Zwicker's wife argued that she was married before she discovered that her husband's injury was permanent. (Zwicker, supra, 98 Cal.App.4th at p. 28.) Zwicker stated, "We are aware of no decision by a California court addressing whether a negligent or intentional act occurring before the marriage can give rise to a cause of action for loss of consortium when the injury resulting from the act is not discovered until after the marriage" (id. at p. 33) and concluded, "[t]he delayed discovery rule has no place in determining whether a tort claim ever arose in the first place." (Id. at p. 34.) However, there can be separate and distinct periods marking the creation of a cause of action on the one hand and the beginning of the statute of limitations period on the other hand. (Hamilton, supra, 22 Cal.4th at pp. 1144-1145.) As explained, we are not concerned with a statute of limitations analysis. In Zwicker, the injury happened before the marriage and the only fact the wife did not know was the extent of her husband's damage. Here, by contrast, the issue is not discovery of harm that has already manifested. Rather, as Frederick suffers from a latent, slowly developing illness, he had no injury until long after the tortious act. Frederick was not actually injured until after the couple had been married when a cancerous mesothelioma tumor developed. Discovery in the context of this case, therefore, fixes the date on which injury actually occurred to satisfy the first element of the loss of consortium cause of action.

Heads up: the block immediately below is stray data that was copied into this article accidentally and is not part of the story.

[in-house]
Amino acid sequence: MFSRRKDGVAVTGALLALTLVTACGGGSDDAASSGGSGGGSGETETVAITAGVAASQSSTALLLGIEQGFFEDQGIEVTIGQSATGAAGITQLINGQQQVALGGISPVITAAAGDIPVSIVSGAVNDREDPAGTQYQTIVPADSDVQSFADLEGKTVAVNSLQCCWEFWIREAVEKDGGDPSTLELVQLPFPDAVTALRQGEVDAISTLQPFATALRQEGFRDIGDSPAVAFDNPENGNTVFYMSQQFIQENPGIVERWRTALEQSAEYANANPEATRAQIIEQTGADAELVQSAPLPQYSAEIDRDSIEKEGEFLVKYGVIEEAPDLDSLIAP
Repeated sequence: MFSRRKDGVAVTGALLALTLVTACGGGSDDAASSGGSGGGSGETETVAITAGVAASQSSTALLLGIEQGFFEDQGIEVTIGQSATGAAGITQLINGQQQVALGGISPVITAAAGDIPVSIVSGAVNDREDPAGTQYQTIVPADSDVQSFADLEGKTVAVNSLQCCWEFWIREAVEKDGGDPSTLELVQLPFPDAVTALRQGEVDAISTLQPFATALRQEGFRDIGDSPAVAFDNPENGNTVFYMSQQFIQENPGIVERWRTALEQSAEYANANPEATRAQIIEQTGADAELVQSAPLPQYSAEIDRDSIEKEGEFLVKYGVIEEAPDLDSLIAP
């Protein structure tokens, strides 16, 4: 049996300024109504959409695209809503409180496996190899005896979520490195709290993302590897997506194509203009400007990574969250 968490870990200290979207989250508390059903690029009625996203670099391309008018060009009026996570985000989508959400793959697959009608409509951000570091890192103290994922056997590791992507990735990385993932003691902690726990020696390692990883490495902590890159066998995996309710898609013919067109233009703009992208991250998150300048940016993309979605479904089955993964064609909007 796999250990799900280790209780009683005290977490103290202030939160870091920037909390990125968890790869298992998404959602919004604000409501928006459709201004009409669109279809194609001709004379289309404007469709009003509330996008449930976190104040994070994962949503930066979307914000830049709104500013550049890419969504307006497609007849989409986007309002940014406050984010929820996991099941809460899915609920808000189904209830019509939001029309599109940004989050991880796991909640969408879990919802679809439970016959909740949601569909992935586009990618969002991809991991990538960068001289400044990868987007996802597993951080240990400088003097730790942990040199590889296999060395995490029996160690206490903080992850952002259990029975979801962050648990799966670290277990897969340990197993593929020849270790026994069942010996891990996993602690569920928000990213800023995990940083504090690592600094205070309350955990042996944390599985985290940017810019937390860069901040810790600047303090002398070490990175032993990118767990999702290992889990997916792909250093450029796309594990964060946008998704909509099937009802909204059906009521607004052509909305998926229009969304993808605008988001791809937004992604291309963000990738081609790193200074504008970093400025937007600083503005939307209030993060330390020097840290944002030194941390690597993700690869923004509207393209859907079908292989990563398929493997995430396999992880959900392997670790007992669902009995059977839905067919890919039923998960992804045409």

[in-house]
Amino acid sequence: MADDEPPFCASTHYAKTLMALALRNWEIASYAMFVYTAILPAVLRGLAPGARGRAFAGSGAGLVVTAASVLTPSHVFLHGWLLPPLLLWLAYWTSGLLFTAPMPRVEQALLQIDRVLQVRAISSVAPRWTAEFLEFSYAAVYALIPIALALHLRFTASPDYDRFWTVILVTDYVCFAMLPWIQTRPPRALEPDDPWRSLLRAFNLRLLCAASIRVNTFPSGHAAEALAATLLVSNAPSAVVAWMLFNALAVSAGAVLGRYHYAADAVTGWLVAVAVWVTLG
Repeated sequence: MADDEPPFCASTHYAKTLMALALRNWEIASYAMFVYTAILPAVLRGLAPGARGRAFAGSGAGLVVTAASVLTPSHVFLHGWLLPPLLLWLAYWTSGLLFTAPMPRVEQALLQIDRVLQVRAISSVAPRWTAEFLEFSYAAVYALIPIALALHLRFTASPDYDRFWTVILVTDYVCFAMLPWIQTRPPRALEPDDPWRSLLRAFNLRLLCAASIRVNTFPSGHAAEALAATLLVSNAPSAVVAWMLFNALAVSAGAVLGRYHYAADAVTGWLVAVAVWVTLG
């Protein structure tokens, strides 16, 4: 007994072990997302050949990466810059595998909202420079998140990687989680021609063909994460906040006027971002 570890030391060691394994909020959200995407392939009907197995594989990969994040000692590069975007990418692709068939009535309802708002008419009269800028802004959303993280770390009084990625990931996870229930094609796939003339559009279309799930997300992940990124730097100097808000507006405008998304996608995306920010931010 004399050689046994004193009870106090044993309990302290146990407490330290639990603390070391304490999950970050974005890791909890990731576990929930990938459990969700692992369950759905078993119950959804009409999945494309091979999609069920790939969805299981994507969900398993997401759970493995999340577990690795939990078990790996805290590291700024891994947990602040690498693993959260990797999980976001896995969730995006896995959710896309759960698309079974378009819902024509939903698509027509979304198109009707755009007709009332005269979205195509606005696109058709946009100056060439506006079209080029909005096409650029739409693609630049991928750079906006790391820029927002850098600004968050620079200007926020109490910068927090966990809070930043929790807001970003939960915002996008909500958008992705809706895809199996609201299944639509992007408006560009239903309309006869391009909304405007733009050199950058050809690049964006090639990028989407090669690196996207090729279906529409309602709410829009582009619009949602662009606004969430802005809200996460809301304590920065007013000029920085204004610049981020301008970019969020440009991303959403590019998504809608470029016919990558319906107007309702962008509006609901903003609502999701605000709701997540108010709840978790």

Hennessy argues that Zwicker conveniently provides a readily applicable, bright-line rule that a plaintiff must be married to the injured party at the time of the wrongful act causing the injury. John Crane, Inc. observes Zwicker stated five times that the date of the negligent act controls, and the negligent act in this case is exposure to asbestos fibers. Admittedly, Zwicker appears to cite the tortious conduct as the event pegging creation of the cause of action. But it also cited injury as the triggering event. Zwicker stated, "we hold that a premarital injury cannot provide the basis for a loss of consortium claim in California . . . ." (Zwicker, supra, 98 Cal.App.4th at p. 35, italics added.) Zwicker also stated, "If there is no marriage at the time of the negligent or intentional act causing the injury, then there is no cause of action for loss of consortium . . . ." (Ibid., italics added.) Zwicker understandably relied on both wrongful conduct and injury as creating a right of action because that case involved a snapshot tort and so a distinction between the tortious act and the harm had no legal relevance.